The Mother of All Funk Chords

Who said there's not an art to remixing? The Israeli artist Ophir Kutiel, otherwise known as Kutiman, created this video by weaving together scenes and tracks from 22 separate music videos, all found randomly on YouTube. (Find the full list below the jump.) First he layered in the drums, then the bass and the guitar. And it's hard to argue that the total isn't greater than the sum of the parts. The video figures into Kutiman's larger remix project called ThruYOU, which TIME called one of the 50 best inventions of last year. Visit the ThruYOU site to watch more remix videos in Kutiman's trademark style.

Thanks Evan for flagging this for us...


Neil Young’s Film “Le Noise” Debuts Online

It's a double shot of Neil Young. This week, the Canadian singer-songwriter released his latest album, Le Noise, along with an accompanying 38 minute black & white film. Directed by Adam Vollick, the movie features a live performance of the full album recorded at the studios of Daniel Lanois in Los Angeles. The film officially debuts tonight, but you can catch it online right now. And please note: the album itself can be freely streamed online on NPR's First Listen site for a limited amount of time.

Puppet Making with Jim Henson: A Priceless Primer from 1969

Give Jim Henson 15 minutes of your time, and the father of the Muppets will teach you how to make your own puppets, using nothing other than household items – socks, potatoes, tacks, tennis balls, rubber bands, wooden spoons, and the rest. This primer originally aired on Iowa Public Television back in 1969, not long before Henson joined a fledgling TV production, Sesame Street, where he helped create the most famous puppets of our generation: Oscar, Ernie, Kermit, Bert, Cookie Monster, Big Bird and the rest. Though recorded 40+ years ago, the advice is simple and timeless. The man knows of what he speaks...

Thanks Sarah for sending our way.

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The Adventures of Philip Marlowe: Hear the Classic Radio Episodes (1947-1951)

During the 1930's and 1940's, Raymond Chandler gave life to the detective Philip Marlowe, perhaps the most memorable character of the hardboiled crime fiction tradition. Marlowe took center stage in Chandler's influential novels, The Big Sleep and The Long Goodbye. And, before too long, he started appearing in adaptations for radio and cinema. Humphrey Bogart played Marlowe in 1946, and Elliot Gould tackled the character in 1973. Meanwhile, The Adventures of Philip Marlowe took to the radio airwaves in the summer of 1947.

The initial episodes didn't quite gel and NBC quickly yanked the show. But, a year later, CBS revived the radio production with new writers and actors, and, by 1949, the show had the largest radio audience in the US. Thanks to the Internet Archive, The Adventures of Philip Marlowe can now be accessed online for free. Find them on the IA site, or stream them below. We've also embedded of YouTube playlist of 72 episodes above. Each episode runs about 25 minutes. Find them added to our collection, 900 Free Audio Books: Download Great Books for Free.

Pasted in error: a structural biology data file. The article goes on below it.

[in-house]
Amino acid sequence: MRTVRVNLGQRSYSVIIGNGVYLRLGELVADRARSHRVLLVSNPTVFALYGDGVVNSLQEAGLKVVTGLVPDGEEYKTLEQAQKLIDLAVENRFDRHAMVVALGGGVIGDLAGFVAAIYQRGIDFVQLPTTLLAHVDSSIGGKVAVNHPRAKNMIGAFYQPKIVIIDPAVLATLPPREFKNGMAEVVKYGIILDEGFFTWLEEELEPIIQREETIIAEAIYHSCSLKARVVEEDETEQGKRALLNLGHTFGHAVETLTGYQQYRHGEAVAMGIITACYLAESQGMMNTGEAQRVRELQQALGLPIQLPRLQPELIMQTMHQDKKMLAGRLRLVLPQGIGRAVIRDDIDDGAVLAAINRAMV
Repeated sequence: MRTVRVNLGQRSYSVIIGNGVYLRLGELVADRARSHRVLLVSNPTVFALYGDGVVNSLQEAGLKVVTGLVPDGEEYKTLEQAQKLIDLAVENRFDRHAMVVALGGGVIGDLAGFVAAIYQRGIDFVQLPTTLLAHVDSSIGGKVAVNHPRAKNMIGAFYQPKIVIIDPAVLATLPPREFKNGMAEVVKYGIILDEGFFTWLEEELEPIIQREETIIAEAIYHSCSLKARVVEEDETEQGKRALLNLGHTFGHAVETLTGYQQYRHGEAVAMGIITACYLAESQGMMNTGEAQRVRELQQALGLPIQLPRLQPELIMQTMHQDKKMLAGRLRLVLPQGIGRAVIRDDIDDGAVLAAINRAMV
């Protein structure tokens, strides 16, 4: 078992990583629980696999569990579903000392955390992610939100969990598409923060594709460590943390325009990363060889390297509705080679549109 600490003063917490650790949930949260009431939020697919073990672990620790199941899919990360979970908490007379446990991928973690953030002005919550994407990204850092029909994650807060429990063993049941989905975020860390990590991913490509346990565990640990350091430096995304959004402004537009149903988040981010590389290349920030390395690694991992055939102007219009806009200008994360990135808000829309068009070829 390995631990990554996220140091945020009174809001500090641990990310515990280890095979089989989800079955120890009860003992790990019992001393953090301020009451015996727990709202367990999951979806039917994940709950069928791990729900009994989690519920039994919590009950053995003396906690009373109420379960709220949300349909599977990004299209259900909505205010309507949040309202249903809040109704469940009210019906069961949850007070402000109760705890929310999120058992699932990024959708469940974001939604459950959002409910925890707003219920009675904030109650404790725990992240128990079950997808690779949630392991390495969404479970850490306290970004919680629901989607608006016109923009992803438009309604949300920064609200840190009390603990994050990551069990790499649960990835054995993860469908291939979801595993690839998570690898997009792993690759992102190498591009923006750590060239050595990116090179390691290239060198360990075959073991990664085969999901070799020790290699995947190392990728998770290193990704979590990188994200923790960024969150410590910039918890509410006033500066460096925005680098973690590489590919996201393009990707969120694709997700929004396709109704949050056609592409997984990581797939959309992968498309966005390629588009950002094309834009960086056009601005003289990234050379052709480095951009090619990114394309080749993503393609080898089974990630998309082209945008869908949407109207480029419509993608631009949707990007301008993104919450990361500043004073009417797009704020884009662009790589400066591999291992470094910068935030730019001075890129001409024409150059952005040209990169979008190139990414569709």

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John Waters: The Point of Contemporary Art

If contemporary art baffles you, if you've ever looked at contemporary art and wondered "what's the point?," then give sometimes controversial filmmaker John Waters four minutes of your time. He'll break it down for you in simple, if not crude, terms: "Contemporary art’s job is to wreck whatever came before it. And from the very beginning after the Old Masters, from then on, each generation wrecked that. That something is pretty and beautiful is probably the worst thing that you could say today in contemporary art about something, unless it’s so pretty it’s nauseating."

This segment is part of a longer Big Think interview (23 minutes) that you can watch in full here.

Ira Glass Cameo on The Simpsons

If you didn't watch the season premiere of The Simpsons this weekend, here is what you missed: The host of This American Life, Ira Glass, making a brief cameo appearance and poking some fun at his ever popular show. Watch above.

Meanwhile, speaking of Ira Glass, be sure to get his thoughts on Why Creative Excellence Takes Time. He offers some excellent advice for anyone working in a creative field...

David Simon, Creator of The Wire, Named 2010 MacArthur Fellow

The 2010 MacArthur Fellows were named today. The latest "genius" grants go to 23 recipients, including David Simon, the creator of The Wire, the long running HBO show that was really (Simon once said) “a political tract masquerading as a cop show.” Above, Simon talks more about the thread running through his work. The Wire, Treme and Generation Kill – they're all ultimately about the end of the American Empire, and the citizens that get left behind. Like the other grant winners, Simon will receive $500,000 over the next five years to spend however he sees fit ...

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